BushLife - How to find your spot outdoors

How to Find a Spot Outdoors

And Where to Stay

Most blog posts I write are simple: here’s the unvarnished information and we’re on to the next topic. Today’s topic is a bit challenging so I will relay little parts of my journey alongside a beginner’s guide on how to find a spot outdoors.

If you have read my introductory post, you’ll know I grew up spending summers by a lake up north. Fishing, driving a boat, etc. are things I’ve always known and can’t remember learning as it was just a part of growing up. This only happened because I had a place to stay right in nature. If you want to get outdoors, the first thing you need to figure out is where to go. Other than day tripping, you also need to figure out where to stay.

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Choose by Activity

If you fish, you need access to water abundant in the species you want to catch. To ATV, you need a place close to ATV trails. And if you hunt, you need the woods which means crown land or permission from private land owners. Pretty basic stuff. A google search of the rural area you want to visit will yield all the information you need about what’s around. In the event you can’t find the activity, you may have to target a different area that has what you are looking for.

Further Reading: Fishing Basics: Our Introductory Guide for the New Fisherman

Where to Stay

For someone totally new to the outdoors, I suggest a weekend stay at a hotel or bed and breakfast in a nearby town. Keep it simple. You’ll have a comfortable place to sleep, several options to eat and quick access to whatever it is you want to do outdoors. All followed by a break and return to partial civilization when you come back for the night. It is a nice way to ease into some activities and take in the area at a more comfortable pace.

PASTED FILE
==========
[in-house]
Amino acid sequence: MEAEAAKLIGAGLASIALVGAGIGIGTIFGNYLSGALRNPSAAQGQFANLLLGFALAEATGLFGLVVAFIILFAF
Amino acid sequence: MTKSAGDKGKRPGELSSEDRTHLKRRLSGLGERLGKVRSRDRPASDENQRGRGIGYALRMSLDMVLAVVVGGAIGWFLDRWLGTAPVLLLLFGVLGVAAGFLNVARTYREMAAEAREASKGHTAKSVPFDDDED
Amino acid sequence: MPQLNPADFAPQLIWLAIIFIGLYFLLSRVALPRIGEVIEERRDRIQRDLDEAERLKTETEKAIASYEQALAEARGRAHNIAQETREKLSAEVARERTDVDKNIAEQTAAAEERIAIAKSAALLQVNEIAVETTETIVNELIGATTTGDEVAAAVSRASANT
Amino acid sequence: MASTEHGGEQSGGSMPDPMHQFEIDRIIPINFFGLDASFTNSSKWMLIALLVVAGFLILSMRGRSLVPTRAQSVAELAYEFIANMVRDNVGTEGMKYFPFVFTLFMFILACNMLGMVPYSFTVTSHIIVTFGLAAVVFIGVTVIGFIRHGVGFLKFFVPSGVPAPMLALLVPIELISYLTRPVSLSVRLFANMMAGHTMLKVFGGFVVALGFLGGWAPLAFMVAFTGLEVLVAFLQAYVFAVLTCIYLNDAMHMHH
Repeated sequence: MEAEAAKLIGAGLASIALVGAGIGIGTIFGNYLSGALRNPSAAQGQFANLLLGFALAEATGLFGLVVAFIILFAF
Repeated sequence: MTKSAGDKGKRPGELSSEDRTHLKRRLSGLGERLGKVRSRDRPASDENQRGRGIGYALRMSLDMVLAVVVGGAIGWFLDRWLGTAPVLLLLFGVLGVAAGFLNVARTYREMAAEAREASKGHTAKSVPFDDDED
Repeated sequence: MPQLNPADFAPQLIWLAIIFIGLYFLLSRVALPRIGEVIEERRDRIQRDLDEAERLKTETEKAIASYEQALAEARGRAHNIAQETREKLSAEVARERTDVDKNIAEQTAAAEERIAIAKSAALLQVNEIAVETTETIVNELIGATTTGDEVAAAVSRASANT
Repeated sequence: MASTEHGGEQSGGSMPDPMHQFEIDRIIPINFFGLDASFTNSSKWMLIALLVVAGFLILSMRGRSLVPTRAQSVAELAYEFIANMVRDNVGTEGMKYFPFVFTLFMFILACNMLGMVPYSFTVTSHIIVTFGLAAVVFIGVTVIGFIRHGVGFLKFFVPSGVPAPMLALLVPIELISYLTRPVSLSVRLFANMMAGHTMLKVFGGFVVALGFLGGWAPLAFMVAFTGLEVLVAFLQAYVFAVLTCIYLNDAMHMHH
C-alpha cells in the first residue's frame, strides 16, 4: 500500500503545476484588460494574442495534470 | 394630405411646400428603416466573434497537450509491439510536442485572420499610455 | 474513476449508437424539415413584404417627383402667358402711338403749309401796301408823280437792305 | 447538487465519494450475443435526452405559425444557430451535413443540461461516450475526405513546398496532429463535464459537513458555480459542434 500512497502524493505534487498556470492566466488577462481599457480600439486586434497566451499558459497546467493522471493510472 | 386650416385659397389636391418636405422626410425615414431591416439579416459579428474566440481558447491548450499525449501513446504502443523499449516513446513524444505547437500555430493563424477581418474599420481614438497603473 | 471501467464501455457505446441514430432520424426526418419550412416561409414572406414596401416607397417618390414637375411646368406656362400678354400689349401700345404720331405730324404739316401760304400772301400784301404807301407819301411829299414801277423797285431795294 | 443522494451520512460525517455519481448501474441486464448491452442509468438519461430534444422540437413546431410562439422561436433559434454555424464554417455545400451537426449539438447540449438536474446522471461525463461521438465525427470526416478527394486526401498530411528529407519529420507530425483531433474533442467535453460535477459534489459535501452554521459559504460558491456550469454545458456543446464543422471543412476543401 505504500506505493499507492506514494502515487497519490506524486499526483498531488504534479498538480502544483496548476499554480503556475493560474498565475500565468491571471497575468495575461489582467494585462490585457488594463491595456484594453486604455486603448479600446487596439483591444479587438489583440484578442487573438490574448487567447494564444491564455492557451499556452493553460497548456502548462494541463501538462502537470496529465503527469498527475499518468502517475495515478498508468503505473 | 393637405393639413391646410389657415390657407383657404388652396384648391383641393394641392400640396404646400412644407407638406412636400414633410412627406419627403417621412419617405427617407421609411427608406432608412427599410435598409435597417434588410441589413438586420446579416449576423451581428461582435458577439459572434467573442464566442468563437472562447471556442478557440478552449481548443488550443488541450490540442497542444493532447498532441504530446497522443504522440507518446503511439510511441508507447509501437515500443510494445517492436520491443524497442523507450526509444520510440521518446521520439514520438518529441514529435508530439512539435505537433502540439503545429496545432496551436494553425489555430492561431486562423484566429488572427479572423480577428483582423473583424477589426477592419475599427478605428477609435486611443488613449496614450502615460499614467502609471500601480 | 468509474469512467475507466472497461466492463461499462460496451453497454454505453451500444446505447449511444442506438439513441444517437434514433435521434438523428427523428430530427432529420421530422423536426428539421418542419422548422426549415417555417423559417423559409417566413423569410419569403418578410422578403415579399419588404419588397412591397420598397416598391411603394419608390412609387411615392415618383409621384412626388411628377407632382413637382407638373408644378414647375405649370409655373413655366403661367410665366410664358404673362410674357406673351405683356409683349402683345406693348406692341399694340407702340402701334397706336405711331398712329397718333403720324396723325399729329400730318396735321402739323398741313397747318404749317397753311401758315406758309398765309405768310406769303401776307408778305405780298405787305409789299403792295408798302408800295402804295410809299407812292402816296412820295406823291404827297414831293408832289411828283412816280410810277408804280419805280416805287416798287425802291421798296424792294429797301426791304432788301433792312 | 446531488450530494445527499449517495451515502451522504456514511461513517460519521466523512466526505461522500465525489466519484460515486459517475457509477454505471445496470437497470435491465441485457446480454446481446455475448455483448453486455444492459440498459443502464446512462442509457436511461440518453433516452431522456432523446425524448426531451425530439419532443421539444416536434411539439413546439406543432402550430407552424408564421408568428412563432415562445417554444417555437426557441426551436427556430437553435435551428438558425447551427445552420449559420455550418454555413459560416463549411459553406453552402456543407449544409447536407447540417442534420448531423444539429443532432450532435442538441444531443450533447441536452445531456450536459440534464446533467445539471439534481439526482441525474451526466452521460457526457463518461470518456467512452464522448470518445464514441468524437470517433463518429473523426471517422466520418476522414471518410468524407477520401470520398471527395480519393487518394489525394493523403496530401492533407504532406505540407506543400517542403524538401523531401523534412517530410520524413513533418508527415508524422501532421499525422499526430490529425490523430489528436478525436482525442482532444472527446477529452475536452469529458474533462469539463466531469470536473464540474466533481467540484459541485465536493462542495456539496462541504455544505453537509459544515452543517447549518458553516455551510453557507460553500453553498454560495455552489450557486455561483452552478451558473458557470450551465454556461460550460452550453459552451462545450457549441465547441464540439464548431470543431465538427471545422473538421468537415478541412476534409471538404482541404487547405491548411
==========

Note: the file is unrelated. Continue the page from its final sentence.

While many cities are on water making fishing access easy, activities like ATVing simply don’t exist in or near the city. As a result, I suggest taking that 2 hour drive away on a Friday after work. You want to wake up Saturday morning fresh and either close to or in the country ready to go. You don’t want to drive a couple hours in a car on a Saturday morning only to sit another 3 or 4 hours on an ATV. Again very basic stuff but something to consider, especially if you bring family or friends along. Everyone is at a different level when it comes to the outdoors and will only endure so much.

My Stays in Small Town Hotels Were Great

At some point my family aged and sold their slice of heaven. As my career progressed, I found a few bucks in the bank, a little bit of free time but nowhere to go. We found it very comfortable staying at a hotel in a small town for the weekend. You’ll find all the small town charm and amenities you need to be comfortable, even with a family. We would venture out and enjoy our outdoor activities in the daytime and have a great, dry, warm place to rest at night. At around $100-$125 a night, it was clean, well maintained but still affordable.